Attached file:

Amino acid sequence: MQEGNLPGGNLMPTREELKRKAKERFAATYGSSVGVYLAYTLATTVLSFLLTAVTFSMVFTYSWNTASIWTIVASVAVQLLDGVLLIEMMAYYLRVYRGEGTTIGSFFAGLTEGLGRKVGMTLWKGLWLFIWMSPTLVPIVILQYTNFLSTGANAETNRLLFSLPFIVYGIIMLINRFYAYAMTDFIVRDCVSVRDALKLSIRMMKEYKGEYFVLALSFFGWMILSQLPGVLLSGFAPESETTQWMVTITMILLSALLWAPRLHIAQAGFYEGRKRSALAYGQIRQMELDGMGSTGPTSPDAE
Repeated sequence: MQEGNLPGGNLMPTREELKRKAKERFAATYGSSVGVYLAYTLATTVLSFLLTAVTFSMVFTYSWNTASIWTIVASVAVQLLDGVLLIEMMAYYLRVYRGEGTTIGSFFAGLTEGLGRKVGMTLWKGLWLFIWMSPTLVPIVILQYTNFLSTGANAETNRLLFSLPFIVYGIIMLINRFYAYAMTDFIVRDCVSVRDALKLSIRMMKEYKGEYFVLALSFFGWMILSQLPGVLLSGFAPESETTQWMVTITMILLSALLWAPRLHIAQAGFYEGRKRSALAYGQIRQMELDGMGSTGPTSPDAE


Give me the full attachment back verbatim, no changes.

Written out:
Amino acid sequence: MQEGNLPGGNLMPTREELKRKAKERFAATYGSSVGVYLAYTLATTVLSFLLTAVTFSMVFTYSWNTASIWTIVASVAVQLLDGVLLIEMMAYYLRVYRGEGTTIGSFFAGLTEGLGRKVGMTLWKGLWLFIWMSPTLVPIVILQYTNFLSTGANAETNRLLFSLPFIVYGIIMLINRFYAYAMTDFIVRDCVSVRDALKLSIRMMKEYKGEYFVLALSFFGWMILSQLPGVLLSGFAPESETTQWMVTITMILLSALLWAPRLHIAQAGFYEGRKRSALAYGQIRQMELDGMGSTGPTSPDAE
Repeated sequence: MQEGNLPGGNLMPTREELKRKAKERFAATYGSSVGVYLAYTLATTVLSFLLTAVTFSMVFTYSWNTASIWTIVASVAVQLLDGVLLIEMMAYYLRVYRGEGTTIGSFFAGLTEGLGRKVGMTLWKGLWLFIWMSPTLVPIVILQYTNFLSTGANAETNRLLFSLPFIVYGIIMLINRFYAYAMTDFIVRDCVSVRDALKLSIRMMKEYKGEYFVLALSFFGWMILSQLPGVLLSGFAPESETTQWMVTITMILLSALLWAPRLHIAQAGFYEGRKRSALAYGQIRQMELDGMGSTGPTSPDAE